The subjective well-being of adults born preterm
Subjective well-being preterm adults
Journal of Research in Personality
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Winstanley, A., Lamb, M., Ellis-Davies, K., & Rentfrow, P. (2015). The subjective well-being of adults born preterm. Journal of Research in Personality, 59 23-30. https://doi.org/10.1016/j.jrp.2015.09.002
Preterm birth (<37 weeks’ gestation) is sometimes associated with poorer outcomes in adulthood (e.g., poorer health, fewer intimate relationships, and lower income). However, few studies have examined how these adults felt about their lives or how personality affected these associations. 11,592 preterm and 51,460 full term adults completed online surveys measuring their subjective well-being (life, relationship and job satisfaction, and health). Adults born preterm reported similar levels of relationship satisfaction, but poorer health, life satisfaction and job satisfaction. Adults who reported having long hospital stays at birth also reported poorer health, life, relationship and job satisfaction, and this poorer well-being appeared to be accounted for, in part, by factors such as their personality.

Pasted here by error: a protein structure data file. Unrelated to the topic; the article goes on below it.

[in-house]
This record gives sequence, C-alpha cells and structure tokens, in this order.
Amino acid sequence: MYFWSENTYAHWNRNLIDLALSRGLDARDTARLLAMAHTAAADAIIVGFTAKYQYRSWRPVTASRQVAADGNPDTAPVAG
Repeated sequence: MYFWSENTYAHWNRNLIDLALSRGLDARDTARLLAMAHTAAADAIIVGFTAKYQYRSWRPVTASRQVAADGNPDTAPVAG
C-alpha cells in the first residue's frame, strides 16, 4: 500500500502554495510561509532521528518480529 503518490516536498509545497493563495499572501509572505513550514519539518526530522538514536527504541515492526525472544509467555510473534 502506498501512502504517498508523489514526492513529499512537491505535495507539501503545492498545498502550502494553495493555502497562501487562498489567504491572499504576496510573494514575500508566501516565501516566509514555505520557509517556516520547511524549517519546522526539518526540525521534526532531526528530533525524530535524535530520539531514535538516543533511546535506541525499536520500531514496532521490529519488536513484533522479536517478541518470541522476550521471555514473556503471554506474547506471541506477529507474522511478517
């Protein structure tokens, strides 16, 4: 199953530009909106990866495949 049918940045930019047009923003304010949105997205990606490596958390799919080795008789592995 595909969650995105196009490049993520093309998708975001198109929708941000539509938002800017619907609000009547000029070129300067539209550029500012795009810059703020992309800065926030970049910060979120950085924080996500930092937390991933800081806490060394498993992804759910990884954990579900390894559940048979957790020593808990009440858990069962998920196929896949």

preterm birth, well-being, life satisfaction, relationship satisfaction, job satisfaction, personality, hospitalization
The survey was made possible by the British Broadcasting Corporation (BBC). This work was supported by an ESRC grant (ES/K006150/1).
External DOI: https://doi.org/10.1016/j.jrp.2015.09.002
This record's URL: https://www.repository.cam.ac.uk/handle/1810/250529
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